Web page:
What is Easter without a baked ham? In college, I did a Social Theory paper on why we have certain food items geared towards certain holidays. Thanksgiving=turkey; Christmas=turkey for some, ham for others, or beef for our family; New Years Day=black eyed peas; and Easter=ham. We've had this ham for as long as I can remember and it never disappoints. It's also AWESOME for leftovers for sandwiches. Now I'm really wishing I had a sandwich with this ham right now.
I'm not normally a bossy person, but I am for this recipe. There are absolutely no substitutions allowed. You must use Louisiana cane syrup. If you have family members in Louisiana, get them to ship it to you. You can even order it online. Trust me on this. You have to use it. It's worth the investment to get it shipped to you if you aren't lucky enough to live in Louisiana. Check your stores, you may be lucky enough to have it in your grocery store. Unfortunately, we're not so lucky in this area.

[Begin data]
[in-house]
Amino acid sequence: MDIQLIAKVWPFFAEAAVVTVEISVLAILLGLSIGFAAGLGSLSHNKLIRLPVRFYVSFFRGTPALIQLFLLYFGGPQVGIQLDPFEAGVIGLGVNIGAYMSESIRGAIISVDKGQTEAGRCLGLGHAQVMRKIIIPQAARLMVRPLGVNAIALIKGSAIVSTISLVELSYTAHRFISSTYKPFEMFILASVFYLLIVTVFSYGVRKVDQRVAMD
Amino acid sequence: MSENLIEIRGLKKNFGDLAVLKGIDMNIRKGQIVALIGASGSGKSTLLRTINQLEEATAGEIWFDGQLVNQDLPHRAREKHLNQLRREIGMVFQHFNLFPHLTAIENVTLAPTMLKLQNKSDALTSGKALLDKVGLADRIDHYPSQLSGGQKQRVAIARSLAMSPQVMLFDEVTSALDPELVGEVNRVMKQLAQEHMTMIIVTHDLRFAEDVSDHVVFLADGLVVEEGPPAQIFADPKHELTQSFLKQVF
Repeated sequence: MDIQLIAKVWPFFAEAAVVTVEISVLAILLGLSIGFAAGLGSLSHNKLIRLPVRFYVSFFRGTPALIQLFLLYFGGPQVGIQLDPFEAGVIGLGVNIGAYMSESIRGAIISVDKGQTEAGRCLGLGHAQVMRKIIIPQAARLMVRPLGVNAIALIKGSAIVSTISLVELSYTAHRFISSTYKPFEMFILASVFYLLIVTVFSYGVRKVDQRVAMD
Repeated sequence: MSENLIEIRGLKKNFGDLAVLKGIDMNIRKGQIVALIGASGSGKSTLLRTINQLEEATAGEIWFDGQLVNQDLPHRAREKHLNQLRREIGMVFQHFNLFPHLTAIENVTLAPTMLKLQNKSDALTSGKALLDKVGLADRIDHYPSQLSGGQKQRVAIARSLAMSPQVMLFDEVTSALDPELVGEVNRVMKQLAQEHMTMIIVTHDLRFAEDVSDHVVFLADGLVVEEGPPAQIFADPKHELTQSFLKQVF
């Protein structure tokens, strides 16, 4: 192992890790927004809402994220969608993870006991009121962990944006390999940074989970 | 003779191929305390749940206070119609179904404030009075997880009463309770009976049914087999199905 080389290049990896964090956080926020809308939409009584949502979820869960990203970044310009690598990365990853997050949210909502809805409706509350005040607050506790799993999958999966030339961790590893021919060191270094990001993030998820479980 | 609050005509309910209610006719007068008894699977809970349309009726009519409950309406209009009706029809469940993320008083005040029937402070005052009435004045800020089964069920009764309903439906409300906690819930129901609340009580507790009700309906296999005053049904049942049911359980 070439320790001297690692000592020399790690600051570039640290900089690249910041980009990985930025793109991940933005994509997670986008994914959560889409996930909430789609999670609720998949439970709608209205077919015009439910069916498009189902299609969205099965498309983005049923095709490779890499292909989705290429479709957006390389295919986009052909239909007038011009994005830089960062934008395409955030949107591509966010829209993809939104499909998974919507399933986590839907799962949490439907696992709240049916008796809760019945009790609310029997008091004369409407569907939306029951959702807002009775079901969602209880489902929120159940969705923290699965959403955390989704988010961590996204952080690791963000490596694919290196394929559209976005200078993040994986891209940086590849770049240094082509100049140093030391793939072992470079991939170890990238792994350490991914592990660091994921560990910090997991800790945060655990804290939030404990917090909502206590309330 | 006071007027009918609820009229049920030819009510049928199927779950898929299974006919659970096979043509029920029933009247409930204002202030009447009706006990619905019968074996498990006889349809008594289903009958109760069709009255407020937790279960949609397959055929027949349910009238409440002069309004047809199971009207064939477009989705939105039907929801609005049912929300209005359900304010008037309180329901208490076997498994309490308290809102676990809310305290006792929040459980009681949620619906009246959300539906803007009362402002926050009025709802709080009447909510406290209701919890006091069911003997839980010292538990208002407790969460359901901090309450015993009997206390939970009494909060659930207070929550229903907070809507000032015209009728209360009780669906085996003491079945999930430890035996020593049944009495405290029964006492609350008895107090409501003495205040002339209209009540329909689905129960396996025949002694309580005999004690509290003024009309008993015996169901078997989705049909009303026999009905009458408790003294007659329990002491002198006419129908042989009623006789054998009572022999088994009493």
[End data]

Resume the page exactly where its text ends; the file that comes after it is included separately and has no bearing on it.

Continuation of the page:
Ok, sorry for that. It's just crucial. :)
Cajun-Glazed HamSource: The Evolution of Cajun & Creole Cuisine by John D. Folse, page 251
1 (5 pound cured ham)
1 cup Creole mustard
1 cup brown sugar
1/2 cup Louisiana cane syrup (no substitutions allowed!)
1/4 cup pineapple juice
1/4 cup cracked black pepper
pinch of cinnamon
pinch of nutmeg
pinch of allspice
pinch of ground clove
Preheat oven to 350 degrees.
In a ceramic mixing bowl, combine all the above ingredients, except ham. Using a wire whisk, blend all spices into the mustard-sugar mixture until well incorporated. Place ham in center of dutch oven and coat completely with the sweet mustard mixture. Bake uncovered for one hour.